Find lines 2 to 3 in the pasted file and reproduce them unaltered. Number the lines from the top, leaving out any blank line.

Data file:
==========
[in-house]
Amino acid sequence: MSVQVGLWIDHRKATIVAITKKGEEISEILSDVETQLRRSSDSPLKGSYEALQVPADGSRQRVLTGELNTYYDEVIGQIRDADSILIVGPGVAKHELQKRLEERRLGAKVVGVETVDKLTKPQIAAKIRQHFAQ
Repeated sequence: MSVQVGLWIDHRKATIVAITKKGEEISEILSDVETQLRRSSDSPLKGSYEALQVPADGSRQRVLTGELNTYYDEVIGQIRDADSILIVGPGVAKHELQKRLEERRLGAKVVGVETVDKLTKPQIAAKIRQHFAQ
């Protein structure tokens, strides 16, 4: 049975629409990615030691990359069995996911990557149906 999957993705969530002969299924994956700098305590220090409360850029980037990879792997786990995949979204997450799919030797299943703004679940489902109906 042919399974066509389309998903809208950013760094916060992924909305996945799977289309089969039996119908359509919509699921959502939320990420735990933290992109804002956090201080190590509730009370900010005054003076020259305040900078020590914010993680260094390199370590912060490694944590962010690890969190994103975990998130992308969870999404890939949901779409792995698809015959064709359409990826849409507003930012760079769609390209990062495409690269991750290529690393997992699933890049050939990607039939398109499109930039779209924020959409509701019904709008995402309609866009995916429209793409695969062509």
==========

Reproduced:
Amino acid sequence: MSVQVGLWIDHRKATIVAITKKGEEISEILSDVETQLRRSSDSPLKGSYEALQVPADGSRQRVLTGELNTYYDEVIGQIRDADSILIVGPGVAKHELQKRLEERRLGAKVVGVETVDKLTKPQIAAKIRQHFAQ
Repeated sequence: MSVQVGLWIDHRKATIVAITKKGEEISEILSDVETQLRRSSDSPLKGSYEALQVPADGSRQRVLTGELNTYYDEVIGQIRDADSILIVGPGVAKHELQKRLEERRLGAKVVGVETVDKLTKPQIAAKIRQHFAQ